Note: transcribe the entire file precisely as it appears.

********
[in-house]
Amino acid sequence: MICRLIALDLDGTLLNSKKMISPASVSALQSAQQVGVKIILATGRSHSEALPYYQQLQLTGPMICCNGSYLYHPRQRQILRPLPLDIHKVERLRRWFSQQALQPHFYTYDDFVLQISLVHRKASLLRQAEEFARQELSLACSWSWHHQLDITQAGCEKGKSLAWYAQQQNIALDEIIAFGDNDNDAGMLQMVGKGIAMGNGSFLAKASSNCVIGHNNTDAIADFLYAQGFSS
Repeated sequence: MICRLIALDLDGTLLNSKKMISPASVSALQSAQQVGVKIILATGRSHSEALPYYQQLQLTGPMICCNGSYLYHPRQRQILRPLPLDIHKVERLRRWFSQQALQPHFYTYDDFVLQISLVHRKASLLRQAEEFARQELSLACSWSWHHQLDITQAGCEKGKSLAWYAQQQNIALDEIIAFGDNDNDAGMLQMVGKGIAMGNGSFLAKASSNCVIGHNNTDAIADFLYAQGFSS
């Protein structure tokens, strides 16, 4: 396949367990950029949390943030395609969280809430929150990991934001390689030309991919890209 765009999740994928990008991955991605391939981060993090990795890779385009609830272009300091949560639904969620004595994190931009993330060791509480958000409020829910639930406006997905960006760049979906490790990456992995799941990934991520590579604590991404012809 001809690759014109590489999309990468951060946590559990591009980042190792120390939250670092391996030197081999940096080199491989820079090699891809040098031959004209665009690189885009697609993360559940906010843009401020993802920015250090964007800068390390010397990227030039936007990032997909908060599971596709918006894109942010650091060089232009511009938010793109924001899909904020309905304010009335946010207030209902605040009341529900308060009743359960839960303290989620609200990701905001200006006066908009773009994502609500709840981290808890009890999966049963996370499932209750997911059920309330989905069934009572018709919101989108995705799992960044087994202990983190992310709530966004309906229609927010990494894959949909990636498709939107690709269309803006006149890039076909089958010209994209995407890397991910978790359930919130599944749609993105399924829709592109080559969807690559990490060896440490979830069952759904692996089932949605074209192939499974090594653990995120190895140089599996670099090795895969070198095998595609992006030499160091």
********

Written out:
[in-house]
Amino acid sequence: MICRLIALDLDGTLLNSKKMISPASVSALQSAQQVGVKIILATGRSHSEALPYYQQLQLTGPMICCNGSYLYHPRQRQILRPLPLDIHKVERLRRWFSQQALQPHFYTYDDFVLQISLVHRKASLLRQAEEFARQELSLACSWSWHHQLDITQAGCEKGKSLAWYAQQQNIALDEIIAFGDNDNDAGMLQMVGKGIAMGNGSFLAKASSNCVIGHNNTDAIADFLYAQGFSS
Repeated sequence: MICRLIALDLDGTLLNSKKMISPASVSALQSAQQVGVKIILATGRSHSEALPYYQQLQLTGPMICCNGSYLYHPRQRQILRPLPLDIHKVERLRRWFSQQALQPHFYTYDDFVLQISLVHRKASLLRQAEEFARQELSLACSWSWHHQLDITQAGCEKGKSLAWYAQQQNIALDEIIAFGDNDNDAGMLQMVGKGIAMGNGSFLAKASSNCVIGHNNTDAIADFLYAQGFSS
């Protein structure tokens, strides 16, 4: 396949367990950029949390943030395609969280809430929150990991934001390689030309991919890209 765009999740994928990008991955991605391939981060993090990795890779385009609830272009300091949560639904969620004595994190931009993330060791509480958000409020829910639930406006997905960006760049979906490790990456992995799941990934991520590579604590991404012809 001809690759014109590489999309990468951060946590559990591009980042190792120390939250670092391996030197081999940096080199491989820079090699891809040098031959004209665009690189885009697609993360559940906010843009401020993802920015250090964007800068390390010397990227030039936007990032997909908060599971596709918006894109942010650091060089232009511009938010793109924001899909904020309905304010009335946010207030209902605040009341529900308060009743359960839960303290989620609200990701905001200006006066908009773009994502609500709840981290808890009890999966049963996370499932209750997911059920309330989905069934009572018709919101989108995705799992960044087994202990983190992310709530966004309906229609927010990494894959949909990636498709939107690709269309803006006149890039076909089958010209994209995407890397991910978790359930919130599944749609993105399924829709592109080559969807690559990490060896440490979830069952759904692996089932949605074209192939499974090594653990995120190895140089599996670099090795895969070198095998595609992006030499160091």